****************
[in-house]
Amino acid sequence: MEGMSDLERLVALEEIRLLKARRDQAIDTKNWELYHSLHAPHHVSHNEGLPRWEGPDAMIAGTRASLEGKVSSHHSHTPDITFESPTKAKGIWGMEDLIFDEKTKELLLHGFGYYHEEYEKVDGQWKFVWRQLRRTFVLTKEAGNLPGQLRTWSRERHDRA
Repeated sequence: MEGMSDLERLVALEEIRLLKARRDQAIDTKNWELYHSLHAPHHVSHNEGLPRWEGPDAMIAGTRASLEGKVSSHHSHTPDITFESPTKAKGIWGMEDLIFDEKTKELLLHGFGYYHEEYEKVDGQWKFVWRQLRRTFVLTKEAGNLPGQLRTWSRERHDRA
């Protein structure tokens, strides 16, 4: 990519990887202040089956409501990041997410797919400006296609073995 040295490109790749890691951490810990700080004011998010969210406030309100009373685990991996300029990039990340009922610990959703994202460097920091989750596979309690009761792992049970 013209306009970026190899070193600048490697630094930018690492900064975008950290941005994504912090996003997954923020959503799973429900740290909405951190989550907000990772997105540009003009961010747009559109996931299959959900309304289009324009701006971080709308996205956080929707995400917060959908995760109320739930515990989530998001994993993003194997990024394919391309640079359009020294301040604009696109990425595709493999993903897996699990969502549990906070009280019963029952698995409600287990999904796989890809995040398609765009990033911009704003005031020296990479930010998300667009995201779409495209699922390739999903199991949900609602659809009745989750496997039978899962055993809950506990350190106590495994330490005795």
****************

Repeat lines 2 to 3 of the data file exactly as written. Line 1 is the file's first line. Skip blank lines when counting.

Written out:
Amino acid sequence: MEGMSDLERLVALEEIRLLKARRDQAIDTKNWELYHSLHAPHHVSHNEGLPRWEGPDAMIAGTRASLEGKVSSHHSHTPDITFESPTKAKGIWGMEDLIFDEKTKELLLHGFGYYHEEYEKVDGQWKFVWRQLRRTFVLTKEAGNLPGQLRTWSRERHDRA
Repeated sequence: MEGMSDLERLVALEEIRLLKARRDQAIDTKNWELYHSLHAPHHVSHNEGLPRWEGPDAMIAGTRASLEGKVSSHHSHTPDITFESPTKAKGIWGMEDLIFDEKTKELLLHGFGYYHEEYEKVDGQWKFVWRQLRRTFVLTKEAGNLPGQLRTWSRERHDRA